Development of methods to photocontrol the degradation of a target protein in order to finely regulate in space and time cellular and physiological processes in multicellular organisms.
The understanding of the complex workings of living systems relies on the development of tools to study and control intrinsically complex cellular networks. To attain deeper knowledge of the spatial and temporal organization of such networks new perturbation tools are required. In this context, methods relying on light actuation are particularly promising due to their high spatiotemporal resolution. Chemists and biologists have designed optical methods to control protein function targeting numerous cellular mechanisms involved in gene regulation (e.g. transcription, RNA degradation, translation, cellular localization, post-translational modifications). However, surprisingly protein degradation, which is an important mechanism of regulation of gene expression, has been kept aside. The discovery of the complex cascade of the ubiquitin/proteasome pathway has revolutionnalized the way one thinks of protein degradation, and it is now well accepted that protein degradation is a highly complex, temporally controlled, highly specific and tightly regulated process. In this context, we propose that the spatiotemporal control of the degradation of a specific protein with light could be a general method to regulate locally protein activity on a post-translational timescale (from tens of seconds to tens of minutes). The main goal of this project is to evaluate this yet unexplored way of controlling networks by light actuation. We propose to design artificial light-regulated degradation pathways to regulate in space and time the level of a target protein. These artificial pathways have the potential to enable the degradation of a broad range of proteins, independently of their functions and structures. The long-term goal of this project is to provide optical methods to interrogate, dissect and understand cellular networks and physiological processes in multicellular organisms. <br />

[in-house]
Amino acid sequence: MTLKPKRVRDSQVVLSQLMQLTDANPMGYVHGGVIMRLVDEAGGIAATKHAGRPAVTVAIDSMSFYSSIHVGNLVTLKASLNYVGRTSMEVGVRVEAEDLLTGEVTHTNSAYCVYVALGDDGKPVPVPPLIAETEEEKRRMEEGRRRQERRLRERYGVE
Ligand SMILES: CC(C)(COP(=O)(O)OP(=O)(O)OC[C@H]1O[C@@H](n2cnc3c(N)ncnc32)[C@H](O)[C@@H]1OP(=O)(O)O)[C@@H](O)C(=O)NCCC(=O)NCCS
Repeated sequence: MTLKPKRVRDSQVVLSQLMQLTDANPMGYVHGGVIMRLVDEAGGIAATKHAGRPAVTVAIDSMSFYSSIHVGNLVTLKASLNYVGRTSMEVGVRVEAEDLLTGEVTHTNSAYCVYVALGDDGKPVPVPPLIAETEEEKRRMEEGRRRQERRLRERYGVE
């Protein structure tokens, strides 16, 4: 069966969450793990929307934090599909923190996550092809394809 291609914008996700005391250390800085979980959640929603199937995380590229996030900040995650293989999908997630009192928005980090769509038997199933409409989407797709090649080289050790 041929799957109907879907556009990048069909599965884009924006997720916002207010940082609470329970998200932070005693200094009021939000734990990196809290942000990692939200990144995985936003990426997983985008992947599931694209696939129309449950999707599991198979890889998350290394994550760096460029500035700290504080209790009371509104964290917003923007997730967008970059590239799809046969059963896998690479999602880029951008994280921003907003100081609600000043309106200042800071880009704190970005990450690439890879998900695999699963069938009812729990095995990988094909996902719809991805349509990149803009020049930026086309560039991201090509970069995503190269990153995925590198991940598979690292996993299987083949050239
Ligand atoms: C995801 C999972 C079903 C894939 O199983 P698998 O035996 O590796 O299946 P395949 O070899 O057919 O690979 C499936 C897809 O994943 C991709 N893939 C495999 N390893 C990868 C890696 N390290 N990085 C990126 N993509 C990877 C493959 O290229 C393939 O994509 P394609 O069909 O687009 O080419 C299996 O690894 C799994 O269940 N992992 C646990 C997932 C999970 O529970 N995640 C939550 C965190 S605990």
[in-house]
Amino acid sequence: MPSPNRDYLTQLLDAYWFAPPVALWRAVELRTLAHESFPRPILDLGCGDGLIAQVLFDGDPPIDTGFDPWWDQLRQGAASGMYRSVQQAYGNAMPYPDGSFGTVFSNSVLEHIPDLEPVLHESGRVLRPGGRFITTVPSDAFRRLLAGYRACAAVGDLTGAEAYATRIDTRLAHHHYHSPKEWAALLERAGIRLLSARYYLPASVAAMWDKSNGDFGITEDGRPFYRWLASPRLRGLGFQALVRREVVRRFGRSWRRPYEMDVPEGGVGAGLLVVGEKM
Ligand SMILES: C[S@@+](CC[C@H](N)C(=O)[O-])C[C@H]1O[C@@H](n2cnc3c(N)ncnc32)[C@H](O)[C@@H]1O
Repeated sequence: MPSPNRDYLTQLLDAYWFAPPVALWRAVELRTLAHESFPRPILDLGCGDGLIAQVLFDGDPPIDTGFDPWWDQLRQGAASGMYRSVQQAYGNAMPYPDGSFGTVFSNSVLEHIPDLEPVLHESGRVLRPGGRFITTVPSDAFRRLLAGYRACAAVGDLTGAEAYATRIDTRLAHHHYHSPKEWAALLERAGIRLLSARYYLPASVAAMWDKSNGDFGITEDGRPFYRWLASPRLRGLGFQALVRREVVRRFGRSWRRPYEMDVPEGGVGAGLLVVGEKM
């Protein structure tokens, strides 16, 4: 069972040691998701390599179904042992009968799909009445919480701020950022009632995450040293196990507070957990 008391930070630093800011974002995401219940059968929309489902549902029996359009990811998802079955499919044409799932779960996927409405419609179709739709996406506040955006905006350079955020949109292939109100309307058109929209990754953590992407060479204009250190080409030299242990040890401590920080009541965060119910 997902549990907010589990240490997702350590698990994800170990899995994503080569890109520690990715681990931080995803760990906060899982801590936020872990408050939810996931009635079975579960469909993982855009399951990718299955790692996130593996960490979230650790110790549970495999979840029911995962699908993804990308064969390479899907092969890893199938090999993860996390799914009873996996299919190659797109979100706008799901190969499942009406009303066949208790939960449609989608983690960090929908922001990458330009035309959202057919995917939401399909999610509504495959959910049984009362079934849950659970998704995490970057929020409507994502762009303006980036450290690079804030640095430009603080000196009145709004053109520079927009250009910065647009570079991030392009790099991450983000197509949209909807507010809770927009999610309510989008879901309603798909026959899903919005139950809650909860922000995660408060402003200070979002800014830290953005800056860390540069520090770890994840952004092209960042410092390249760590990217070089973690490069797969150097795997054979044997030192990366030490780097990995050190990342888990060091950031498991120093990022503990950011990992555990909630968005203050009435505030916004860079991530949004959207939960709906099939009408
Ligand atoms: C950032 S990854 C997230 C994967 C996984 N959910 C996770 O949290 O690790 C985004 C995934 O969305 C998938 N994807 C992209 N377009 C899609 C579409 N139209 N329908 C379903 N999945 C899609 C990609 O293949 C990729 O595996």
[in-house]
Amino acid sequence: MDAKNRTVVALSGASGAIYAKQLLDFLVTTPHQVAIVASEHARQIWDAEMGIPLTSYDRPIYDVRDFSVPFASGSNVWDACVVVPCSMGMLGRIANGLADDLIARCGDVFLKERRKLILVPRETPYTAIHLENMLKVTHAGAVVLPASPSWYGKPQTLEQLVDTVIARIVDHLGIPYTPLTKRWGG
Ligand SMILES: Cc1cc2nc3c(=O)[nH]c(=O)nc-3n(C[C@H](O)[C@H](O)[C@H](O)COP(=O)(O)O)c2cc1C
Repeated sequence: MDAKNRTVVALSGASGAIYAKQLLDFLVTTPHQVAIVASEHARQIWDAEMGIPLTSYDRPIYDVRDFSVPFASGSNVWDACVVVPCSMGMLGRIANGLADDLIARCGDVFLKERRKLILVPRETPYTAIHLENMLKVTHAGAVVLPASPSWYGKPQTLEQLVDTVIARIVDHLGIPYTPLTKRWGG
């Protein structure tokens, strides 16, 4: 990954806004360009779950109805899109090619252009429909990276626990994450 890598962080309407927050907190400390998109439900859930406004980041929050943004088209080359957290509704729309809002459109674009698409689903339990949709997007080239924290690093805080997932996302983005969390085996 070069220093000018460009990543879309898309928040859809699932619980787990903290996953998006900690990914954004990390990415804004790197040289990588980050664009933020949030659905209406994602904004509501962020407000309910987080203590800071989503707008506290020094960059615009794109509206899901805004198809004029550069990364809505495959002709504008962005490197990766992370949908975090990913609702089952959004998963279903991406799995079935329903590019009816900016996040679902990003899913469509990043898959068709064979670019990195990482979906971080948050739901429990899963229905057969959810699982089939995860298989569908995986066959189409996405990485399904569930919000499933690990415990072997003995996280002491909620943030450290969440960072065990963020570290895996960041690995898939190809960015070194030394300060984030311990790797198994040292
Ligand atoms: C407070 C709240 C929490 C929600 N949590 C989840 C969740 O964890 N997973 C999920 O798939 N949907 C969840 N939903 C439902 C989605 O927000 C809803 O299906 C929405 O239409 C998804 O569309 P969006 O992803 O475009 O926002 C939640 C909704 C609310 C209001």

To design artificial light-regulated degradation pathways, two complementary strategies are envisioned, both based on the idea of using light actuation rather than post-translational modification to conditionally control the interaction between a target protein and a ubiquitin ligase, photocontrolling hence ubiquitylation and downstream degradation by the proteasome.
The development of new ways to systematically perturb and interrogate biological processes is indispensable to accelerate our understanding of the workings of living systems. Light- controllable perturbative tools have recently emerged as particularly powerful technologies that enable to study biological systems with high spatiotemporal resolution at the cellular and subcellular level. In this project we aim at developing methods to photocontrol the function of a target protein in order to finely regulate in space and time cellular and physiological processes in multicellular organisms (e.g. zebrafish embryo). To do so, we propose to develop artificial light-regulated cell degradation pathways that can be actuated with light to specifically trigger the knockout of a protein of interest. Light-triggered protein depletion would allow one to rapidly and locally switch off the function of a protein, and therefore interrogate, dissect and understand a complex cellular network by specifically degrading an inhibitory subunit or a catalyst. Two strategies will be followed in parallel. The first one will consist in developing a chemical optogenetic tool using a photo-inducible degradation pathway composed of an artificial ubiquitin ligase that can interact and ubiquitinate a target protein tagged with a specific degron upon photoreleasing of a small inducer of degradation, promoting hence its degradation. The second approach will be a fully optogenetic method that relies on a light-inducible degron, which binds to an artificial ubiquitin ligase protein only in its photoexcited state, promoting subsequent ubiquitination and degradation by the proteasome. Both methods will be first developed in mammalian cells, in order to fully characterize the efficacy, and the spatiotemporal resolution of the method, and then implemented in zebrafish embryo to demonstrate the power of such techniques in developmental studies.
Monsieur Arnaud Gautier (Processus d’Activation Sélective par Transfert d’Energie Uni-électronique ou Radiatif) – Arnaud.Gautier@ens.fr
The author of this summary is the project coordinator, who is responsible for the content of this summary. The ANR declines any responsibility as for its contents.
PASTEUR Processus d’Activation Sélective par Transfert d’Energie Uni-électronique ou Radiatif
CIRB Centre Interdisciplinaire de Recherche en Biologie
Help of the ANR 329,879 euros
Beginning and duration of the scientific project: December 2012 - 36 Months